The instructions on Eberly's ignorance-of-fact defense and the mens rea required for each firearm offense, when read and considered as a whole, were not “prejudicially insufficient, erroneous, inconsistent, or misleading.”   Valentine, 93 Hawai‘i at 204, 998 P.2d at 484.   The jury was instructed that the prosecution had the burden of proving beyond a reasonable doubt that Eberly knowingly or intentionally possessed or controlled a firearm.   The jury was also instructed that Eberly had a defense if his ignorance negated the state of mind required to establish the offense.   Based on these instructions, the jury could not have found Eberly guilty unless it determined that the prosecution had disproved Eberly's ignorance-of-fact defense beyond a reasonable doubt.   Any error in failing to instruct on the prosecution's burden to disprove this defense was therefore harmless beyond a reasonable doubt.   Had the jury received the instruction Eberly claims was erroneously omitted, there is no reasonable possibility that the outcome of Eberly's case would have been different.

The other claims Eberly raises on appeal are without merit.   Eberly has failed to show that his trial counsel provided ineffective assistance or that the court erred in allowing the jury to ask questions of witnesses.   I would affirm Eberly's firearm convictions and therefore respectfully dissent.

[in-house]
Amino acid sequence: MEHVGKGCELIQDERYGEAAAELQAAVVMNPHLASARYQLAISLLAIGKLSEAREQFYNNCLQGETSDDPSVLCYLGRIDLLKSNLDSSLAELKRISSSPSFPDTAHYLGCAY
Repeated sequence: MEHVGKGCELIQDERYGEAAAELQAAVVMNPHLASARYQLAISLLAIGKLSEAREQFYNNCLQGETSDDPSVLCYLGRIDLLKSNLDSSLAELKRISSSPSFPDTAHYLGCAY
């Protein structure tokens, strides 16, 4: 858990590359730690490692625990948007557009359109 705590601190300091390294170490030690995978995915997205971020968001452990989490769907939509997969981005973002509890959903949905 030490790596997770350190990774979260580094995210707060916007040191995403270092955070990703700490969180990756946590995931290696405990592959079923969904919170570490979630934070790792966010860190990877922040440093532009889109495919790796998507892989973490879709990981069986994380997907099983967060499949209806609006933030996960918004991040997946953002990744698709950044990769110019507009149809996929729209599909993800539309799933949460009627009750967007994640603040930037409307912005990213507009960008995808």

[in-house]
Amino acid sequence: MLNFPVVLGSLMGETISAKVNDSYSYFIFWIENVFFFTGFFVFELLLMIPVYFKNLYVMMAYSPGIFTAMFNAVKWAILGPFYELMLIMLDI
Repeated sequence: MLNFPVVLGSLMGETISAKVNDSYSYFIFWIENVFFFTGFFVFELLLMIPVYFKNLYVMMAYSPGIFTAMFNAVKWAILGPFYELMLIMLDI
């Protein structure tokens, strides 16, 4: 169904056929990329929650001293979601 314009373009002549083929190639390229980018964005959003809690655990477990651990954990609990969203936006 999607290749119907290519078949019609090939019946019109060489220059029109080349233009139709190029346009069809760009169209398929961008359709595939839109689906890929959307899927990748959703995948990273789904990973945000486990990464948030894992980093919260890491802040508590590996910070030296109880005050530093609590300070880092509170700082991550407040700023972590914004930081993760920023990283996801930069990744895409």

FOOTNOTES

1.   The Honorable Michael A. Town presided.

2.   Hawaii Revised Statutes (HRS) § 134-7(b) and (h) (Supp.2004) provides: § 134-7 Ownership or possession prohibited, when;  penalty.․(b) No person who is under indictment for, or has waived indictment for, or has been bound over to the circuit court for, or has been convicted in this State or elsewhere of having committed a felony, or any crime of violence, or an illegal sale of any drug shall own, possess, or control any firearm or ammunition therefor.․(h) Any person violating subsection (a) or (b) shall be guilty of a class C felony;  provided that any felon violating subsection (b) shall be guilty of a class B felony.   Any person violating subsection (c), (d), (e), (f), or (g) shall be guilty of a misdemeanor.

3.   The first sentence of the requested instruction essentially tracked the language of the first paragraph of Hawai‘i Pattern Jury Instructions-Criminal (HAWJIC) 7.13, deleting, however, the reference to mistake of fact.   HAWJIC 7.13 (2001) read as follows:7.13 IGNORANCE OR MISTAKE OF FACTIn any prosecution for an offense, it is a defense that the Defendant engaged in the prohibited conduct under ignorance or mistake of fact if the ignorance or mistake negates the state of mind required to establish an element of the offense.[Thus, for example, a person is provided a defense to a charge based on an intentional or knowing state of mind, if the person is mistaken (either reasonably, negligently, or recklessly) as to a fact that negates the person's state of mind required to establish an element of the offense;  however, a reckless mistake would not afford a defense to a charge based on a reckless state of mind.][Although ignorance or mistake would otherwise afford a defense to the offense charged, the defense is not available if the Defendant would be guilty of another offense had the situation been as the Defendant supposed.   In such a case, the Defendant may be convicted of the offense of which the Defendant would be guilty had the situation been as the Defendant supposed.]The burden is upon the prosecution to prove beyond a reasonable doubt that the Defendant was not ignorant or mistaken as to a fact that negates the state of mind required to establish an element of the offense.   If the prosecution fails to meet its burden, then you must find the Defendant not guilty.